Border security failure led to pandemic influenza

By Ivamere Nataro ,

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The gravesite in Vaimoso.

The gravesite in Vaimoso. (Photo: Misiona Simo/Samoa Observer)

The failure of Samoa’s border security in the past is why Samoa is commemorating 100 years of the pandemic influenza that decimated about 25 percent of the population in 1918.

Prime Minister Tuilaepa Dr. Sa’ilele Malielegaoi made this statement as he launched Samoa’s first National Security Policy at the Samoa Tourism Authority Fale yesterday, where he emphasised that national security is a shared and collective responsibility. 

“In 2015, quick and responsible decisions of our officials contained what could have been deadly for Samoa when an Ebola virus carrier arrived at Faleolo International Airport,” Tuilaepa said.  

“We want to make sure that our borders are protected from contagious diseases carried by travelers.  We must protect our borders at all times."

“This policy calls for stronger and greater collaboration between Government border and law enforcement agencies to step up their vigilance, do their job without fear and leave no room for complacency or compromise.” 

Tuilaepa said the aim of the national security is for everyone to be responsive in countering security threats. It sets out the direction Government will take in order to safeguard its people and its natural resources. 

“It is important to note that this policy does not duplicate or overlap with existing sectoral plans and strategies on national security, but rather strengthens effective coordination in their implementation."

“This national security has adopted the expanded concept of security, which now includes both traditional and new forms of security threats. These encompass border security, climate change and natural disasters, cyber security, and human security, focusing on gender based violence and the fight against non-communicable diseases.”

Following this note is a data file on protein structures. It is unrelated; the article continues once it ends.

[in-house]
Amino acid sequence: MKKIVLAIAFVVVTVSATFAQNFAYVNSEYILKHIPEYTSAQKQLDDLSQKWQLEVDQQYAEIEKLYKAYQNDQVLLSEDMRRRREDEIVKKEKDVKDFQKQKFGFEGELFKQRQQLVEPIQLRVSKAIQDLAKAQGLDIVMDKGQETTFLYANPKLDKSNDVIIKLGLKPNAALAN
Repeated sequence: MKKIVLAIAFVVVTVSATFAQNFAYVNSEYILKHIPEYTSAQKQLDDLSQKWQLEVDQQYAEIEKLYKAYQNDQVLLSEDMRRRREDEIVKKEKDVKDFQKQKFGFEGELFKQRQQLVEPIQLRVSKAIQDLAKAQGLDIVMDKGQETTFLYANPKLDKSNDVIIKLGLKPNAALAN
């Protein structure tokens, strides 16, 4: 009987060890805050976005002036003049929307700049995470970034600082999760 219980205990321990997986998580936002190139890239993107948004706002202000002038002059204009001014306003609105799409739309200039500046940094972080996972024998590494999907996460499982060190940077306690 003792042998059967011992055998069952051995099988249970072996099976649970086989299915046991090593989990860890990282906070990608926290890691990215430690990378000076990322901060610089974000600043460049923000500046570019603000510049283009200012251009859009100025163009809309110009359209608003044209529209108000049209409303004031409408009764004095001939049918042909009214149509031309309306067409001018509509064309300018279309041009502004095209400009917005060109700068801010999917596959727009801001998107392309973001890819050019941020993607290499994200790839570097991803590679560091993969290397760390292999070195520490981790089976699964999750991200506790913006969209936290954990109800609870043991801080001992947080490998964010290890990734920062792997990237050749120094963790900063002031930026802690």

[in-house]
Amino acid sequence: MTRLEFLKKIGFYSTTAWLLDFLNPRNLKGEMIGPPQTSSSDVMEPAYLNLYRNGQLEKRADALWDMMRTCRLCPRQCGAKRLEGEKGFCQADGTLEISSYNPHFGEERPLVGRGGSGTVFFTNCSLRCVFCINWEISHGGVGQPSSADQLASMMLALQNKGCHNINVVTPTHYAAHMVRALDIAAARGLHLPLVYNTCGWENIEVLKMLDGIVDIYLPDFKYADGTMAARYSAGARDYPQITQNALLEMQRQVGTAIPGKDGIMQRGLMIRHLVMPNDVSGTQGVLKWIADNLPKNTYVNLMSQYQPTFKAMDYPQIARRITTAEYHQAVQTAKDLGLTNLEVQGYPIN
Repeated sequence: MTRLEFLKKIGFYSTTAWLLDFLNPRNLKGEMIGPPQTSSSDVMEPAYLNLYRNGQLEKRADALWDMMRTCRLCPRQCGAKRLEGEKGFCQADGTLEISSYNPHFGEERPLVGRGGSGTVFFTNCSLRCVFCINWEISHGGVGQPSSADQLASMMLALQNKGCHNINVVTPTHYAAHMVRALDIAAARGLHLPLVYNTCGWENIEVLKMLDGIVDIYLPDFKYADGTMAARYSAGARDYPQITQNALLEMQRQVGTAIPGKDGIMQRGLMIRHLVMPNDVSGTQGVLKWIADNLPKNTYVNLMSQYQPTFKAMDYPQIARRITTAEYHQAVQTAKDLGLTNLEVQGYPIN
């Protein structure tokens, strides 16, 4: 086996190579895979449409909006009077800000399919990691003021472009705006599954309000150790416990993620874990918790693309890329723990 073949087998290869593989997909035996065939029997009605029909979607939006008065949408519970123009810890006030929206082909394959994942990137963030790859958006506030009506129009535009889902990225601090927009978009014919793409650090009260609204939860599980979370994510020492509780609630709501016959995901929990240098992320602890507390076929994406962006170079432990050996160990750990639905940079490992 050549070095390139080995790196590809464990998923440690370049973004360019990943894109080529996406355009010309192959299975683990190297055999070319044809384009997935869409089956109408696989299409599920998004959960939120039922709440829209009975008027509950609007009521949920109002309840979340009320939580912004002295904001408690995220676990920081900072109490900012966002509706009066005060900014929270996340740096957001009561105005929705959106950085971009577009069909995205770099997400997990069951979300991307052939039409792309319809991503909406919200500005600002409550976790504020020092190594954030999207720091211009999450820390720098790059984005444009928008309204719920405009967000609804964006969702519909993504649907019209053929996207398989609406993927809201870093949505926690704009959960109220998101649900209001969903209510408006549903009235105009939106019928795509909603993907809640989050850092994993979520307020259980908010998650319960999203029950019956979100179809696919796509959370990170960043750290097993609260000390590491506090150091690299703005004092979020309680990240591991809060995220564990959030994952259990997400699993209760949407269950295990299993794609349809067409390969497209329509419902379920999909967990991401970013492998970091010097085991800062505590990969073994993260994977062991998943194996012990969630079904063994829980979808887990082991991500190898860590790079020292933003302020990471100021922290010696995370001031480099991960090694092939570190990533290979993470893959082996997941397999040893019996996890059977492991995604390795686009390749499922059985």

Prime Minister Tuilaepa Dr. Sa’ilele Malielegaoi. Photo/Misiona Simo
Prime Minister Tuilaepa Dr. Sa’ilele Malielegaoi. Photo/Misiona Simo
The gravesite in Vaimoso. Photo: Misiona Simo/Samoa Observer
The gravesite in Vaimoso. Photo: Misiona Simo/Samoa Observer
The gravesite in Vaimoso. Photo: Misiona Simo/Samoa Observer
The gravesite in Vaimoso. Photo: Misiona Simo/Samoa Observer

“The policies should be as good as its implementation.  The implementation strategy sets out what to do, who should be leading, who to contact, and where to go, when an event threatens our national security. We must strive to protect our sovereignty at all fronts, our country and our heritage.”

Tuilaepa also spoke on guarding Samoa’s cyberspace against faceless perpetrators. 

“Our cybersecurity becomes more pressing now with vast improvement in our information technology infrastructure."

“This week, the Government will sign an agreement for the Manatua cable – another marine cable, our second outward cable connection that will connect Samoa to French Polynesia and to the Northern Pacific. This will further strengthen our connection to the Pacific and beyond, making it more viable for more business investment in Samoa.

“At the same time, Government, through the national security policy will continue working closely with regional and international partners to ensure security of its cyber space as stipulated in Samoa’s cyber security strategy.” 

The national security is the culmination of wide consultations conducted across the country, with regional organisations, including Forum Fisheries and Pacific Islands Forum to name a few. 

“The outcomes of these consultations laid a solid foundation to the formulation of this document as they gave a solid reality check on the forms of security risks affecting Samoa, both traditional and the newly-emerging.”

Tuilaepa acknowledged the assistance of the Australian Government through the Samoa Technical Corporation Programme, working very closely with the Ministry of the Prime Minister and Cabinet in developing these policies.

© Samoa Observer 2016

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